Open since 1974, the Wazee Supper Club predates all the hipness, all the gentrification, all the retro this-and-that of LoDo. Founders Angelo and Jim Karagas actually opened their first spot, My Brother’s Bar, in 1969, nine blocks further down 15th, in a neighborhood known more for the rattle in the trap and the briskness of illicit trade than anything else. But the brothers obviously had a taste for sketchy ‘hoods (and the kinds of places where sketchy hoods might tip a bit of whiskey), because thirty-odd years ago, they took a look at this former plumbing supply warehouse and said to themselves, “Hey, you know what would work great here? A bar!”
And they were right.
This week, I’ve got bar food and street food on the brain with a double-whammy hit of cheeseburgers and hot dogs. First, a long overdue review of the Wazee Supper Club, which has been been climbing up my list of favorite Denver neighborhood bars. It’s got everything -- cold beer, history, a wildly diverse clientele. Sure, the jukebox was a lot better before that newfangled internet thingamajig got installed by the bathrooms and, for the most part, the Wazee’s food is forgettable. But if you’re looking for a comfortable place for a cheeseburger, a shot and a couple beers, you could do a lot worse. As a matter of fact, there aren’t many places in town where you could do better.
Cheeseburgers aside, I’ve also got Jason “Dirty Water” Sheehan’s Super Colossal Big Wiener Roundup on tap in Bite Me, a wholly unscientific and completely biased heads-up comparison between several of the city’s more noteworthy purveyors of tubesteak. That’s followed by a visit to the Karagas brothers’ original Colorado outpost, My Brother’s Bar, for both hot dogs and cheeseburgers.
Just as I was finalizing things on Monday morning, I got word that Mayor John Hickenlooper – who bought the Wazee from Jim Karagas years ago after Angelo went to that great burger bar in the sky -- had been bought out of the Wynkoop Holdings restaurant group that he founded. Since he became mayor more than four years ago, Hick’s portion of Wynkoop Holdings has been held in trust, awaiting the day when he triumphantly returned to private life and could once again get his hands into the business of buying up Denver’s most historic bars (like Gaetano’s, the Wazee, the Cherry Cricket…) and preserving them for future generations of drunkards, hucksters, journos and up-and-coming young politicos. After hearing the news that Hick was out, I called Lee Driscoll, CEO of Wynkoop Holdings, and asked him how the whole deal had gone down.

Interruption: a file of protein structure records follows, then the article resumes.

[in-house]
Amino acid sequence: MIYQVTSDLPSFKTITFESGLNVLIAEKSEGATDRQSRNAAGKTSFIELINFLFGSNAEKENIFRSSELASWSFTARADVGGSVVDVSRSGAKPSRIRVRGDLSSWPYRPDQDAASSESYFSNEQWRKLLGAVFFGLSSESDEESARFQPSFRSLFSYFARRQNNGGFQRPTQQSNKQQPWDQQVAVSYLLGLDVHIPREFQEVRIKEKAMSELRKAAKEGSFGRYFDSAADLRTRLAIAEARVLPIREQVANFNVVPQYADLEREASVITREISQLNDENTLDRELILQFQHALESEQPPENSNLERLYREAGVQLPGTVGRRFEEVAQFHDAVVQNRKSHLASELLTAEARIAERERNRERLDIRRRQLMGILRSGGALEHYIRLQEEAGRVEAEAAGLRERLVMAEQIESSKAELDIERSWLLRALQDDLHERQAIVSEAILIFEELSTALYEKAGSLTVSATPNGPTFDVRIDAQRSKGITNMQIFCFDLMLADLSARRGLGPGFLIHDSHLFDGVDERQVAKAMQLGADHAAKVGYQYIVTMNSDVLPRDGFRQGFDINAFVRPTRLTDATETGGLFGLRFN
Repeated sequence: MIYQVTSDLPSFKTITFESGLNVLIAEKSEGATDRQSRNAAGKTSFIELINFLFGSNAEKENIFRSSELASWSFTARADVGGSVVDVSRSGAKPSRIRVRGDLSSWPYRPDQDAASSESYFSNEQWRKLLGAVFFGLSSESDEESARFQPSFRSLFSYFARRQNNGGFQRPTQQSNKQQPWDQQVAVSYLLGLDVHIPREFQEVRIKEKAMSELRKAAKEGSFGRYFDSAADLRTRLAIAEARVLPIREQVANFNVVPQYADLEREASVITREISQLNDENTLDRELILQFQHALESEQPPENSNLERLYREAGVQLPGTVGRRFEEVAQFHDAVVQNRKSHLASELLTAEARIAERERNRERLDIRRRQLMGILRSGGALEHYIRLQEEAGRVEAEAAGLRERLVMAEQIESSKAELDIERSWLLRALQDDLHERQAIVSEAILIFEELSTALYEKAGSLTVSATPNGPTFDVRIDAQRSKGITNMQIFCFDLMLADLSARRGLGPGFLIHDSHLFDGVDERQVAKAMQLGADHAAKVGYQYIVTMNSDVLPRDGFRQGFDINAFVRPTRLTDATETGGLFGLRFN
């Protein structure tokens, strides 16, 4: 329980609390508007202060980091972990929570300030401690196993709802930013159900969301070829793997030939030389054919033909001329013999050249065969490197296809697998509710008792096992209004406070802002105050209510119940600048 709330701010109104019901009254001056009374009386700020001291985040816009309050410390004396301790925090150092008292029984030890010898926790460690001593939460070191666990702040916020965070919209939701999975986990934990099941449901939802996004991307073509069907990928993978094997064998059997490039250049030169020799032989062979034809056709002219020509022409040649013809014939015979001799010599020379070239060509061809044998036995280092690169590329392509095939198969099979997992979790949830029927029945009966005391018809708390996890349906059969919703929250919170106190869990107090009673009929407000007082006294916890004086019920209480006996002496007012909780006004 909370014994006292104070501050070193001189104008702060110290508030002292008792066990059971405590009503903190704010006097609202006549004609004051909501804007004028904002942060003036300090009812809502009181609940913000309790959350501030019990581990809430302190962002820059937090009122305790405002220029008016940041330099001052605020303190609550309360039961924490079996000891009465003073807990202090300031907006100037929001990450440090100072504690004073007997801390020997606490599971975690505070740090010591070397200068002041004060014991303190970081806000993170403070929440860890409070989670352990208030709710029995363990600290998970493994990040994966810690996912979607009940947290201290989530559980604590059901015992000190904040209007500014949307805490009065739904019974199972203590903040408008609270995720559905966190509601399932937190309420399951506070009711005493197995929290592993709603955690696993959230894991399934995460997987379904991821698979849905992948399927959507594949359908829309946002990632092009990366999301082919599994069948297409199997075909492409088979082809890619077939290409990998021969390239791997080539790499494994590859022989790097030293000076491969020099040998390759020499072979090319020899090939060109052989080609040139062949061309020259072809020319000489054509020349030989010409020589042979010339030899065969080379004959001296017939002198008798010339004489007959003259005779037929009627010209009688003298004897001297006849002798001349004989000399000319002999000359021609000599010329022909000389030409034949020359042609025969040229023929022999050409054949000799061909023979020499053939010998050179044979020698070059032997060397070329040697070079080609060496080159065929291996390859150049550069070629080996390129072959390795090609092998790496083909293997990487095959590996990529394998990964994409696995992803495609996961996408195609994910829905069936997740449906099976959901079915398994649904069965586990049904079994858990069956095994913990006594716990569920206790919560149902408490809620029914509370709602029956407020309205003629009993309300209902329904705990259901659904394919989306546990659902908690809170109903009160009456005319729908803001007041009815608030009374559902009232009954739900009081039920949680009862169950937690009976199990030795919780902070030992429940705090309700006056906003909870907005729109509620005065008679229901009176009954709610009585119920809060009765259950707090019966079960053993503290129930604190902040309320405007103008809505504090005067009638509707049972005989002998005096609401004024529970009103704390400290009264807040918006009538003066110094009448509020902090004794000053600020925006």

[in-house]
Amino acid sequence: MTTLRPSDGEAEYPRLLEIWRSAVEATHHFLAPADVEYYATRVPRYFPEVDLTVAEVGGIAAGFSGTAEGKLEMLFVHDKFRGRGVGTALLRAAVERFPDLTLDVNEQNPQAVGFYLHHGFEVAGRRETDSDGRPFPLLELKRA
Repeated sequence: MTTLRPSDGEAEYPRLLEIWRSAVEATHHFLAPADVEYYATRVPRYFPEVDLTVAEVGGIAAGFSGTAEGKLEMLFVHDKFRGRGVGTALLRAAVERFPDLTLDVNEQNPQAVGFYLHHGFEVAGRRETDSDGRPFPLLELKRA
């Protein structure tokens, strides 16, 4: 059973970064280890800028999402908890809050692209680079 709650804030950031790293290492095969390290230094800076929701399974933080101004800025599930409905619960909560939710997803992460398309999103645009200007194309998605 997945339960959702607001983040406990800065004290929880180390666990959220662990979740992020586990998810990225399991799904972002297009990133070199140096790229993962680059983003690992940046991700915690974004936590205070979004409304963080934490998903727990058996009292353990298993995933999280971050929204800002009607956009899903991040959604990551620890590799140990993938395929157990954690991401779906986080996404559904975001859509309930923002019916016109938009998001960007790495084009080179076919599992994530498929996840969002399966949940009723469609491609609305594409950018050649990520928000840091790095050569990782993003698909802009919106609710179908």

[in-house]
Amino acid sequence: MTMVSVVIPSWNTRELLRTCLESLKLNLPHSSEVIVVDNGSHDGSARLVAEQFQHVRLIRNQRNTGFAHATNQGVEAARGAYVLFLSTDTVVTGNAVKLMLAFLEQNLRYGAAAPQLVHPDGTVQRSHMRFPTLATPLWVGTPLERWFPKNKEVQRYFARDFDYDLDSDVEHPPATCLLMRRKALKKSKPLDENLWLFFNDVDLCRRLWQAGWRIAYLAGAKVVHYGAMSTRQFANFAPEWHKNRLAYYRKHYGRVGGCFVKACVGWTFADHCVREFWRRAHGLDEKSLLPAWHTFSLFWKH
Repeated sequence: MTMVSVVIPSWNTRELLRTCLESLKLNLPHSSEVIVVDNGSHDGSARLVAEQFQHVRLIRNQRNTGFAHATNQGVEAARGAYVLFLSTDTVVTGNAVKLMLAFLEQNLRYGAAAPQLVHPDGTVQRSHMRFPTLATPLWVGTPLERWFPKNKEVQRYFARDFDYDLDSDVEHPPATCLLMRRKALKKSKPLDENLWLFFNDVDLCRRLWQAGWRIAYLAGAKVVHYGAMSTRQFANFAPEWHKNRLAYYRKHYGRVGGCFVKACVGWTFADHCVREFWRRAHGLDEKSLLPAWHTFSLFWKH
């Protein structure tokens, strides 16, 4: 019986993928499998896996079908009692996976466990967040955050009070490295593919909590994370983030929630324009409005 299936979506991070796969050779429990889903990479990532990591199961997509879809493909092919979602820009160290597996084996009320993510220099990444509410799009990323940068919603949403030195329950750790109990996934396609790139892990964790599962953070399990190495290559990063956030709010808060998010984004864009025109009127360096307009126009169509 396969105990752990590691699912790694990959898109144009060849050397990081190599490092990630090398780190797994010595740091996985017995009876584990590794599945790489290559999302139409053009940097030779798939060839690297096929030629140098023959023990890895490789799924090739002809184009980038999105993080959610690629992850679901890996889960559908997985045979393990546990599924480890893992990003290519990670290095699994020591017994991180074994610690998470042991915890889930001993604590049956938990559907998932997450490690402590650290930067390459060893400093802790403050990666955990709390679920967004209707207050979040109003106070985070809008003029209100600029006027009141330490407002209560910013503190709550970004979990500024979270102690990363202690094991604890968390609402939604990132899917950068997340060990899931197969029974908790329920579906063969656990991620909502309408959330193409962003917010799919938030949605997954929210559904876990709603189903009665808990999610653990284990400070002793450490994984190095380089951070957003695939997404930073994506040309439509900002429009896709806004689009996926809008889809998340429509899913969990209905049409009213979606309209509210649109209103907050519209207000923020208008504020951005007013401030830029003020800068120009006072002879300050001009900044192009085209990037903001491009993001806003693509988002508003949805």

First off, the partners had been planning this move “for months now,” according to Driscoll. “It’s pretty damn scary,” he added, since he and pre-mayoral Hickenlooper had been partners and friends for so long. But scary or no, the partners came to their decision without Hickenlooper’s knowledge since, according to ethics rules, he wasn’t allowed to be in on any of the operations of the holding company while serving as mayor and actually had to get a special dispensation from the ethics committee just to be allowed to meet with the partners and be told he was out.
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“I’m sure it was very hard for him,” Driscoll told me, since before getting into politics Hickenlooper was so dedicated to the noble work of liquoring up the local citizenry.
Now, though, that share of the company owned by Hick (about 40 percent, according to Driscoll – 40 percent to his own 35) will be used to bring a whole boatload of new partners into the company. Namely, the employees. Driscoll explained that it’d always been one of Hickenlooper’s goals to bring managers, chefs and long-time employees into a shared ownership position. Witht the buy-out of the Mayor’s interest, now that’s possible.
“It was…Bittersweet,” Driscoll added, hesitating as he spoke and choosing his words carefully. “But I think John sees it as the right thing to do.”
It’s too soon to know whether this will ultimately shake down as good news or bad news for the group (which has had its share of hits and misses over the past few years) and definitely too soon to know what this will leave for Hick to do once he leaves office (Driscoll, for one, hopes Hick will stay in politics for a long, long time). But one thing’s for sure: His Majesty was a restaurant guy when he walked into that office four years ago and he’s going to be a restaurant guy when he walks back out again. We’re like the mob with this thing of ours, and once you’re in, you’re in for life. – Jason Sheehan